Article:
Metal Gear Solid V: The Phantom Pain can truly be considered Hideo Kojima’s magnum opus. Set in the 1980’s, it follows the story of the legendary hero Punished “Venom” Snake, the leader of the newly minted private military group known as Diamond Dogs. After the destruction of Mother Base, the death of his comrades and awakening from a nine year coma, he seeks to rebuild what was taken from him and exact his revenge, taking him from the vast cliffside regions of Afghanistan to the marshy borders of Angola – Zaire.
Whilst previous Metal Gear titles had a greater emphasis on story, Kojima seems to have focused more on gameplay mechanics this time around and it shows. Missions follow a formulaic pattern of: extract this piece of equipment or dispatch this commander. However the freedom that you are given to execute your orders is downright immense. To begin with the player finds themselves within the extensive expanse of Afghanistan during the Soviet invasion, here we are given free rein of how we approach a mission. Scouting the enemies’ position helps you coordinate an attack, utilising binoculars to mark targets and interrogating enemies to gain precious intel. It is from here the player can choose their strategy for example, exploit the dynamic weather system and wait for a sandstorm to sleuth their way to the target, or go with shock and awe, riding on your armoured horse with a machinegun as your support helicopter provides air support, blaring ‘Flight of the Valkyries’ as it pummels your foes with a barrage of artillery. Your options are limitless.
Another mechanic which has seen a noticeable improvement is the enemy AI. Dispose of enemies with too many headshots and they will utilise helmets more frequently. Like to use smoke grenades and the cover of darkness to combat your foes? Gas masks and night vision goggles will be dispersed among your adversaries making them highly adaptable and challenging.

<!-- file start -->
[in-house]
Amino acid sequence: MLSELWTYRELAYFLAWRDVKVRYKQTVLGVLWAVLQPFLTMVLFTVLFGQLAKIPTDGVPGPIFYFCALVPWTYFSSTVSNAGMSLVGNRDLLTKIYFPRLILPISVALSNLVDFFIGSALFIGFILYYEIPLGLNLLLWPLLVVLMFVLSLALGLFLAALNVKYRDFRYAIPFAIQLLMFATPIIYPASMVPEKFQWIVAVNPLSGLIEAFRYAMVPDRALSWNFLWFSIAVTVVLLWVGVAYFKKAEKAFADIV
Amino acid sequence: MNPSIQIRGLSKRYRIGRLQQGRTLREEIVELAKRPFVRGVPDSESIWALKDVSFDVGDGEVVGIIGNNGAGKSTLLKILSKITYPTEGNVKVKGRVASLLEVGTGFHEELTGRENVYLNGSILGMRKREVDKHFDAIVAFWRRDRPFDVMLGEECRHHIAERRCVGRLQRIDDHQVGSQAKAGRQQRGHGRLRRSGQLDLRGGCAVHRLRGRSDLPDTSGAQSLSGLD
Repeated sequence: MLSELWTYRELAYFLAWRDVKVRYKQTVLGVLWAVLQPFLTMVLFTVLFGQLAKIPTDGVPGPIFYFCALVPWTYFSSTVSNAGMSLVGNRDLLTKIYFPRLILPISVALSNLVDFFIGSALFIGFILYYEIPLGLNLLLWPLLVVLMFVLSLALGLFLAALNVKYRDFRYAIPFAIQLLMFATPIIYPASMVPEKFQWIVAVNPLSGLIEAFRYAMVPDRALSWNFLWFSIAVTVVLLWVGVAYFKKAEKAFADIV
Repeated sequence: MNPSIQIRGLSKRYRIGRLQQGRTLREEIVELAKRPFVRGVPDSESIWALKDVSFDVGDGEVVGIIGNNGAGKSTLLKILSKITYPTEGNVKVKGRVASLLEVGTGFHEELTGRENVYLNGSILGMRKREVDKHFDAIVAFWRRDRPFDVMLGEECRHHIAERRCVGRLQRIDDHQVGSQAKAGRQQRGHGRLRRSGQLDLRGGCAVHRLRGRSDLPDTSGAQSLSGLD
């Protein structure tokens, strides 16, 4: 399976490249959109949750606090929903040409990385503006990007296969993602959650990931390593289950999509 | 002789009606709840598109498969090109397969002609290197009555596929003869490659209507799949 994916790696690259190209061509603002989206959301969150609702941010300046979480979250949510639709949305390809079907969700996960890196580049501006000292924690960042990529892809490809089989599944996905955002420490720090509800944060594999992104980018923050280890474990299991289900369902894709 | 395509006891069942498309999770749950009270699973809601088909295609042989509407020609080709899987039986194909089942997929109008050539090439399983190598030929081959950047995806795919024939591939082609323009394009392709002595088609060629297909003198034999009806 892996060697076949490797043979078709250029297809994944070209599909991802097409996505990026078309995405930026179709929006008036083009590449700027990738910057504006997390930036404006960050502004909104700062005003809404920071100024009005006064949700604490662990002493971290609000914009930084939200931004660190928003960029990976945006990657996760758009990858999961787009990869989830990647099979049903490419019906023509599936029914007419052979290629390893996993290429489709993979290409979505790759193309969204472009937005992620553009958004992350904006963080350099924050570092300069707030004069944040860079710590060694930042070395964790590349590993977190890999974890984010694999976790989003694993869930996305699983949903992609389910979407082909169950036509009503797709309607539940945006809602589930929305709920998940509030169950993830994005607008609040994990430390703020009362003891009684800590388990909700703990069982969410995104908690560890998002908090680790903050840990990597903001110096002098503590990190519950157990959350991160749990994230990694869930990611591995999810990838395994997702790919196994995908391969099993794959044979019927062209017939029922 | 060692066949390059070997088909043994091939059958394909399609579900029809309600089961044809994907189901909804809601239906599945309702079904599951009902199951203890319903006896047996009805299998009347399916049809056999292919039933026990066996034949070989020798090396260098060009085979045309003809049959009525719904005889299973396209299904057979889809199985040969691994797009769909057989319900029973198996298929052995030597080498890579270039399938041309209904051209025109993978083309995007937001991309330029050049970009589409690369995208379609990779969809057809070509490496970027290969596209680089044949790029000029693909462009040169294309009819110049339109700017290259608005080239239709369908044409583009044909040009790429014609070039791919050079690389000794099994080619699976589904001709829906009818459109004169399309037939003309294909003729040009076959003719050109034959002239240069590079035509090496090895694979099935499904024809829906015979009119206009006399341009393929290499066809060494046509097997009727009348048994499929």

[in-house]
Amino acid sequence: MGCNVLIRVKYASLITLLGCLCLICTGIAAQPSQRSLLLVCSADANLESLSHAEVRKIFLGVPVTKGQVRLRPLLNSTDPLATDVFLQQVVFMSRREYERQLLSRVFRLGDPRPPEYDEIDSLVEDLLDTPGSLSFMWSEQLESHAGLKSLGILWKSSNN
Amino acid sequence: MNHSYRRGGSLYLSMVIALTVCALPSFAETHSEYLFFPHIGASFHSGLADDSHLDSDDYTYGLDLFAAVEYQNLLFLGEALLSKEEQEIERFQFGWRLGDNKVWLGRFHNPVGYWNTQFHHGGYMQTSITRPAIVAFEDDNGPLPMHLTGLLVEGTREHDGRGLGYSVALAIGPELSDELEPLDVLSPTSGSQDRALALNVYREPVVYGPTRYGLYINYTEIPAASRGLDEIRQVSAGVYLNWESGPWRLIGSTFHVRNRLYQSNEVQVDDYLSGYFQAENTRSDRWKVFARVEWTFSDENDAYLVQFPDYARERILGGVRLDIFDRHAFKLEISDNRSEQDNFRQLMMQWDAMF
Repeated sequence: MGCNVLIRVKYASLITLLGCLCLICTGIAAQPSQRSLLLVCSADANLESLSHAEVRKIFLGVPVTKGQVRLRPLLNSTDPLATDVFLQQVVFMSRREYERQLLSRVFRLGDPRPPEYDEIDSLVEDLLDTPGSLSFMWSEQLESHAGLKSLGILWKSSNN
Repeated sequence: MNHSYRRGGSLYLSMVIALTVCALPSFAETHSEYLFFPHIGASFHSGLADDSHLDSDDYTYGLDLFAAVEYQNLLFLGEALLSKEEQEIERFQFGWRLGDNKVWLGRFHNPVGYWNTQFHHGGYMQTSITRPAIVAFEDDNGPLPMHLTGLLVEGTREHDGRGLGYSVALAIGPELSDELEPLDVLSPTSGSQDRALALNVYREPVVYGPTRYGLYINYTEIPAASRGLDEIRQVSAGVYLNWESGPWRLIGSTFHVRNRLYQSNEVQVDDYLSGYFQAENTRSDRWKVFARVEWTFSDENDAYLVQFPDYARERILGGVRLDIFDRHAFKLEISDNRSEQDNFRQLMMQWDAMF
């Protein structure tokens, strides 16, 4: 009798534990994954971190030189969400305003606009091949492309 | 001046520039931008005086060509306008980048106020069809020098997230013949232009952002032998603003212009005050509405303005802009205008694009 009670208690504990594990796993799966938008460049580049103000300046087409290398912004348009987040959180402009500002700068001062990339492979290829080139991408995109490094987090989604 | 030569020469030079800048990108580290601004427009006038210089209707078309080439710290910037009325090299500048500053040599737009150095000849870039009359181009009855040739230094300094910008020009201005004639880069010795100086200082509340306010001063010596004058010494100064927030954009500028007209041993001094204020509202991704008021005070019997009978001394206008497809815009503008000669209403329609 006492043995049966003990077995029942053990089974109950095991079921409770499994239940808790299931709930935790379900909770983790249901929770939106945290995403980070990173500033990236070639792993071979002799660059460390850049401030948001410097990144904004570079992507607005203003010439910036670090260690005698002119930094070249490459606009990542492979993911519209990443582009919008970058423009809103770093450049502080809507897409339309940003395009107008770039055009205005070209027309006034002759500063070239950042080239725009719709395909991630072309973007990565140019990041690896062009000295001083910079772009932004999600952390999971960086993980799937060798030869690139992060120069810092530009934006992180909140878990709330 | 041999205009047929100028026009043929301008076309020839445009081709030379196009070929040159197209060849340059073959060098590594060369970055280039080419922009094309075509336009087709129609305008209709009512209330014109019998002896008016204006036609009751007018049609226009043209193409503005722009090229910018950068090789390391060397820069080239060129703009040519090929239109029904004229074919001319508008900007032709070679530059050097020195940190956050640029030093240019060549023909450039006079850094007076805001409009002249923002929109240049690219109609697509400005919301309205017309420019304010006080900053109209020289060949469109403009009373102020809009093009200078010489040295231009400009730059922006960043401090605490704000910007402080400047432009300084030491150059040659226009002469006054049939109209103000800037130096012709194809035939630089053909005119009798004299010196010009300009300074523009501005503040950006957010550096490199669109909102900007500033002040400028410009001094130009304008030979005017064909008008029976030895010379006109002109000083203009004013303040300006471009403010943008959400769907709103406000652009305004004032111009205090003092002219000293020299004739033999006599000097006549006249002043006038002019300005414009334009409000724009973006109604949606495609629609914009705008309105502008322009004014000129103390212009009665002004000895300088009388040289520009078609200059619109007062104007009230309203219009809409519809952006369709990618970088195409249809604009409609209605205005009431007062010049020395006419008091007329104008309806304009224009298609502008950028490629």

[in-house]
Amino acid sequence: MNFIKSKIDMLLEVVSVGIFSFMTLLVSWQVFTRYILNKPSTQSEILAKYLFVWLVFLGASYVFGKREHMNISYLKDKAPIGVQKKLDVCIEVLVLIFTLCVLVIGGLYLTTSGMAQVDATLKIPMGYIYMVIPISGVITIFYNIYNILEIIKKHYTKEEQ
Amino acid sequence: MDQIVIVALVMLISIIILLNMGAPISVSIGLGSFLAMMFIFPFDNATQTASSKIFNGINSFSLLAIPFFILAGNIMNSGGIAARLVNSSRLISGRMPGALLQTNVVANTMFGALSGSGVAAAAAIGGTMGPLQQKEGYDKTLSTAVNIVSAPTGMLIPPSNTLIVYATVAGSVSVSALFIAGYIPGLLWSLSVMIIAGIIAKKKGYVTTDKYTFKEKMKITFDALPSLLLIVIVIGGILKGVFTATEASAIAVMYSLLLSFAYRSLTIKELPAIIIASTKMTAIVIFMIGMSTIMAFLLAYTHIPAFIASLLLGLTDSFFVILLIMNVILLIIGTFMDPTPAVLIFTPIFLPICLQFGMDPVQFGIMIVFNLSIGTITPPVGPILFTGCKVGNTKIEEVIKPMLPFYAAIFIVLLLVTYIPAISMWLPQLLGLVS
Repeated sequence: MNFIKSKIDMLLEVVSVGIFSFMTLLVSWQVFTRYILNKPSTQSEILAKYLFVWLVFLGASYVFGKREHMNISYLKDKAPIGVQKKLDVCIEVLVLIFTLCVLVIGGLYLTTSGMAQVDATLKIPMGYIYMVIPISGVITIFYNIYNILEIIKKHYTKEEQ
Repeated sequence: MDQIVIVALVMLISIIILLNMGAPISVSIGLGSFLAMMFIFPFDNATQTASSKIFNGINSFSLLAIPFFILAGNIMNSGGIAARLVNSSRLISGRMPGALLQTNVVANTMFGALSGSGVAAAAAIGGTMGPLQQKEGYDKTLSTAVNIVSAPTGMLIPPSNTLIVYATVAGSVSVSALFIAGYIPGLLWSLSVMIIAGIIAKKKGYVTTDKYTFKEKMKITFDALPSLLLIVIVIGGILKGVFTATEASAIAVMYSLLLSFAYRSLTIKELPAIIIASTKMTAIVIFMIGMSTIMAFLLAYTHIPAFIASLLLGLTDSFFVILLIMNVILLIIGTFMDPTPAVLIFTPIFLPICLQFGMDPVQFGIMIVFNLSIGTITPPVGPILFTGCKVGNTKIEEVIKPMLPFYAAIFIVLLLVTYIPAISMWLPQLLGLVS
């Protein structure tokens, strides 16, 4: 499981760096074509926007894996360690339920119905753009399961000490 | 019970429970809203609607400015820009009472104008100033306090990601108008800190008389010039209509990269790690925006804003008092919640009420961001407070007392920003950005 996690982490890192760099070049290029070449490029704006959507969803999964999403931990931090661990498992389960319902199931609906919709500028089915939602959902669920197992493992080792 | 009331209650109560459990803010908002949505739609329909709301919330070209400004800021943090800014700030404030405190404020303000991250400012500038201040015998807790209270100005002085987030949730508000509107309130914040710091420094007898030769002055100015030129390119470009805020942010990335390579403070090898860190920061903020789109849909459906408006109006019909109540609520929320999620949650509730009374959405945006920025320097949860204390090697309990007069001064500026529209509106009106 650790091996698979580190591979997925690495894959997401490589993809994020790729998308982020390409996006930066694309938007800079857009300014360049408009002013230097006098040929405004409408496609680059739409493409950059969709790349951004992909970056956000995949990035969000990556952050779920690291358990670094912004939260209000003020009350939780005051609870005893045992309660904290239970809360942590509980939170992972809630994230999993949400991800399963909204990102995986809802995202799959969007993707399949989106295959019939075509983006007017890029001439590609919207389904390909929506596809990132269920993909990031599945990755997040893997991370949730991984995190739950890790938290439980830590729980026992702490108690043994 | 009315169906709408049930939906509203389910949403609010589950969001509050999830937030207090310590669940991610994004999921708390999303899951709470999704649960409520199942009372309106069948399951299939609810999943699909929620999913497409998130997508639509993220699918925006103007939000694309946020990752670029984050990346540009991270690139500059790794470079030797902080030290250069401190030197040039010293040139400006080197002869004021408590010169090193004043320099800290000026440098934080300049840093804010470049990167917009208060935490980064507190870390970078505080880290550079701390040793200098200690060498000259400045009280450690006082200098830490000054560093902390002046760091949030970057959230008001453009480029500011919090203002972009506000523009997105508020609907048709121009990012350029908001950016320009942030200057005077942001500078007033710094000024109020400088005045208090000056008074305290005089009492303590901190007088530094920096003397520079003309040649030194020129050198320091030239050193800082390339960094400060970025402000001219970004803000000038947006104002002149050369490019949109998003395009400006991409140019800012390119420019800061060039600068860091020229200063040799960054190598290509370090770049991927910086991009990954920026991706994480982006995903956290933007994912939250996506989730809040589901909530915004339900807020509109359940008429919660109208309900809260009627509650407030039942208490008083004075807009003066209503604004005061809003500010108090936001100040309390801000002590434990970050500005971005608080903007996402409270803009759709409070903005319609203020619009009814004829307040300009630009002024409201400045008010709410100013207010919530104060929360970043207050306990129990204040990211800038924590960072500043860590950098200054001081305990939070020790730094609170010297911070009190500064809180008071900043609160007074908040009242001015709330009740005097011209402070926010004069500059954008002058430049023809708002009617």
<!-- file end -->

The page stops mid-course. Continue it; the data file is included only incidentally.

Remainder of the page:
However one downside is that aside from a few film like cut-scenes, story content is buried under in-game cassettes which are optional to listen to. A shame as this is where Kiefer Sutherland’s (Snake’s) voice is predominately heard. Whereas the gameplay has seen many improvements, the story itself has taken a hit and focuses around the reconstruction of your Mother Base in your quest for revenge. Whilst it might sound tedious, your Mother Base will prove to be the foundation of the increased tactical liberties you may explore within the game. Rebuilding Mother Base is done so by airlifting resources from the battlefield to construct new platforms which in turn allow you to increase your development opportunities. Reconstruction of your base is crucial as it provides you with a place to spend an in-game currency known as GMP. This currency is easily earned after completing missions which can be used to upgrade your arsenal and expand your base. Moreover, alongside story missions there are also over 100 side-op missions which provide you with additional currency, specialised soldiers and optional story fragments. Mother Base also is a physical place you can visit, providing showers where Snake can wash the gore of battle away giving him a health boost or even interact with individual soldiers he has extracted all providing a refreshing pace of gameplay.
Soldiers can be air lifted back to Mother Base and be assigned to divisions based on their skills such as an R&D platform, allowing for more advanced weaponry and gadgets to be developed. This is crucial as it broadens your tactical capabilities like providing a long range sniper rifle that shoots tranquilizer darts or even the option to attach a chain gun to a bi-pedal walking robot of death you can ride. In addition to the men, vehicles and resources that can be extracted, animals too can be air lifted away back to your base in the prospect of creating a zoo (contributing towards your GMP). Whacky elements such as this are welcomed as it brings an equilibrium to the heavy themes The Phantom Pain explores such as the use of torture, child soldiers and the trauma suffered by those in war.
Overall whilst aspects of the story have been sacrificed, it was only to the advantage of creating a game that plays like no other.
- Superb combat mechanics at 60 fps
- Vast, beautiful world with dynamic weather
- Two exhilarating online game modes
- Customisation in abundance and a staggering amount of content
- 80’s music!
- Freedom of approach
- Story buried under in-game cassettes
- Kiefer Sutherland underutilised